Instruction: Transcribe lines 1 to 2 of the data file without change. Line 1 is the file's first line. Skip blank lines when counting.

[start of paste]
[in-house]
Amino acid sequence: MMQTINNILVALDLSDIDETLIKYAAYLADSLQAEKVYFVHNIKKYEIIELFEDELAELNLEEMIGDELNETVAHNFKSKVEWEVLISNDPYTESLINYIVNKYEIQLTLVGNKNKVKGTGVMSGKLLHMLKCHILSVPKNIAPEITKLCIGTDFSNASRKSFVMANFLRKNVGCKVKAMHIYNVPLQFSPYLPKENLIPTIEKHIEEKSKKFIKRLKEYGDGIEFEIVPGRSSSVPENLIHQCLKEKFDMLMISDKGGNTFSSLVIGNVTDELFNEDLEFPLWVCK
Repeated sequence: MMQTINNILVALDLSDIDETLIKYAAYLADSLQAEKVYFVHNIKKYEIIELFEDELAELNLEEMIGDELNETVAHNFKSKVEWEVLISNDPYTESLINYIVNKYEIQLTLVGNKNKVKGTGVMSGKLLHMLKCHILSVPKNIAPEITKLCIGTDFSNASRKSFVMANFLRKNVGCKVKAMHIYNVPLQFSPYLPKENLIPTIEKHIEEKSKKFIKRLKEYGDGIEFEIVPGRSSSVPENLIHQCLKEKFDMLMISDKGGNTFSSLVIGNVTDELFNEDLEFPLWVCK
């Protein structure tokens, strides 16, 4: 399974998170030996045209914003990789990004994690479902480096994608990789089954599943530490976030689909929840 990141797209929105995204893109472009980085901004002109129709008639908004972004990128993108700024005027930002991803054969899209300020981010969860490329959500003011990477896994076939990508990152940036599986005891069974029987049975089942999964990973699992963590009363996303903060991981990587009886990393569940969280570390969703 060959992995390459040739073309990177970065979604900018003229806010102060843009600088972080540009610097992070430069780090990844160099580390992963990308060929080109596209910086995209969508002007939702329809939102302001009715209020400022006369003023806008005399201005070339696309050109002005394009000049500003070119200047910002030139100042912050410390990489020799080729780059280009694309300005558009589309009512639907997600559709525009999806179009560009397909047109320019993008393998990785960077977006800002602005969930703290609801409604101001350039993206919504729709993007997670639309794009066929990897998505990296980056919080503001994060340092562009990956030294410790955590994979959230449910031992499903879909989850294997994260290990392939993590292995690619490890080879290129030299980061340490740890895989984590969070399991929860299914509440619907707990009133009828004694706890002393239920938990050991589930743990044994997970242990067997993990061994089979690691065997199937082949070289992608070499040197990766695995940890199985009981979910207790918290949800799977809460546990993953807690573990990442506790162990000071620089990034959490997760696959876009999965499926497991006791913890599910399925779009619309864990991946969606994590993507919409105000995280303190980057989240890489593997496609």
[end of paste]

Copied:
[in-house]
Amino acid sequence: MMQTINNILVALDLSDIDETLIKYAAYLADSLQAEKVYFVHNIKKYEIIELFEDELAELNLEEMIGDELNETVAHNFKSKVEWEVLISNDPYTESLINYIVNKYEIQLTLVGNKNKVKGTGVMSGKLLHMLKCHILSVPKNIAPEITKLCIGTDFSNASRKSFVMANFLRKNVGCKVKAMHIYNVPLQFSPYLPKENLIPTIEKHIEEKSKKFIKRLKEYGDGIEFEIVPGRSSSVPENLIHQCLKEKFDMLMISDKGGNTFSSLVIGNVTDELFNEDLEFPLWVCK